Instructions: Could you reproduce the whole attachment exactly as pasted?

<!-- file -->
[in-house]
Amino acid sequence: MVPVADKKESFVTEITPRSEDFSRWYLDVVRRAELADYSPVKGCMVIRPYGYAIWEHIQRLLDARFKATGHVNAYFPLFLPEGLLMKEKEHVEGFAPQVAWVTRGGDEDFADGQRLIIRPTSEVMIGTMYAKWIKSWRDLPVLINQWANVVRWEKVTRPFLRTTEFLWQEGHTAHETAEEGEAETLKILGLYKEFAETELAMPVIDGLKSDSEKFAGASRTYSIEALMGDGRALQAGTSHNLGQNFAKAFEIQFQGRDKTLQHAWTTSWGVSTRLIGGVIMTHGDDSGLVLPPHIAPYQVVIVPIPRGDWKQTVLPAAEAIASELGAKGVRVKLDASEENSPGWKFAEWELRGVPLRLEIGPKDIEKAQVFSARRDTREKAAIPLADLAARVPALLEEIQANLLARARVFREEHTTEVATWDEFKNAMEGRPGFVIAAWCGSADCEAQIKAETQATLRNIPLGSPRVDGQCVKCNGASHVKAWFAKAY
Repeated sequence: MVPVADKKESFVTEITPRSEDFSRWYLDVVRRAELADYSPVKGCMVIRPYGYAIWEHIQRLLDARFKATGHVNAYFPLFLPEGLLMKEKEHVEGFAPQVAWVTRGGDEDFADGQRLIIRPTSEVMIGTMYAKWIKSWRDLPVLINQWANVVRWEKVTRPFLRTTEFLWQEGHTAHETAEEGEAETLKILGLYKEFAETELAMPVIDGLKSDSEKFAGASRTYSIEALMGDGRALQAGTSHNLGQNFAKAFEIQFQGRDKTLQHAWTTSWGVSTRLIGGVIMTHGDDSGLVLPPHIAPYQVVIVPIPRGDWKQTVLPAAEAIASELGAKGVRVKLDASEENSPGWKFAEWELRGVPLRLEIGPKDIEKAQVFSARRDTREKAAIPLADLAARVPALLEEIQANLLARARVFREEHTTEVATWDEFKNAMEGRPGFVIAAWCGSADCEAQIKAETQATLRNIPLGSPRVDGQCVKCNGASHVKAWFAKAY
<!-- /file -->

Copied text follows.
[in-house]
Amino acid sequence: MVPVADKKESFVTEITPRSEDFSRWYLDVVRRAELADYSPVKGCMVIRPYGYAIWEHIQRLLDARFKATGHVNAYFPLFLPEGLLMKEKEHVEGFAPQVAWVTRGGDEDFADGQRLIIRPTSEVMIGTMYAKWIKSWRDLPVLINQWANVVRWEKVTRPFLRTTEFLWQEGHTAHETAEEGEAETLKILGLYKEFAETELAMPVIDGLKSDSEKFAGASRTYSIEALMGDGRALQAGTSHNLGQNFAKAFEIQFQGRDKTLQHAWTTSWGVSTRLIGGVIMTHGDDSGLVLPPHIAPYQVVIVPIPRGDWKQTVLPAAEAIASELGAKGVRVKLDASEENSPGWKFAEWELRGVPLRLEIGPKDIEKAQVFSARRDTREKAAIPLADLAARVPALLEEIQANLLARARVFREEHTTEVATWDEFKNAMEGRPGFVIAAWCGSADCEAQIKAETQATLRNIPLGSPRVDGQCVKCNGASHVKAWFAKAY
Repeated sequence: MVPVADKKESFVTEITPRSEDFSRWYLDVVRRAELADYSPVKGCMVIRPYGYAIWEHIQRLLDARFKATGHVNAYFPLFLPEGLLMKEKEHVEGFAPQVAWVTRGGDEDFADGQRLIIRPTSEVMIGTMYAKWIKSWRDLPVLINQWANVVRWEKVTRPFLRTTEFLWQEGHTAHETAEEGEAETLKILGLYKEFAETELAMPVIDGLKSDSEKFAGASRTYSIEALMGDGRALQAGTSHNLGQNFAKAFEIQFQGRDKTLQHAWTTSWGVSTRLIGGVIMTHGDDSGLVLPPHIAPYQVVIVPIPRGDWKQTVLPAAEAIASELGAKGVRVKLDASEENSPGWKFAEWELRGVPLRLEIGPKDIEKAQVFSARRDTREKAAIPLADLAARVPALLEEIQANLLARARVFREEHTTEVATWDEFKNAMEGRPGFVIAAWCGSADCEAQIKAETQATLRNIPLGSPRVDGQCVKCNGASHVKAWFAKAY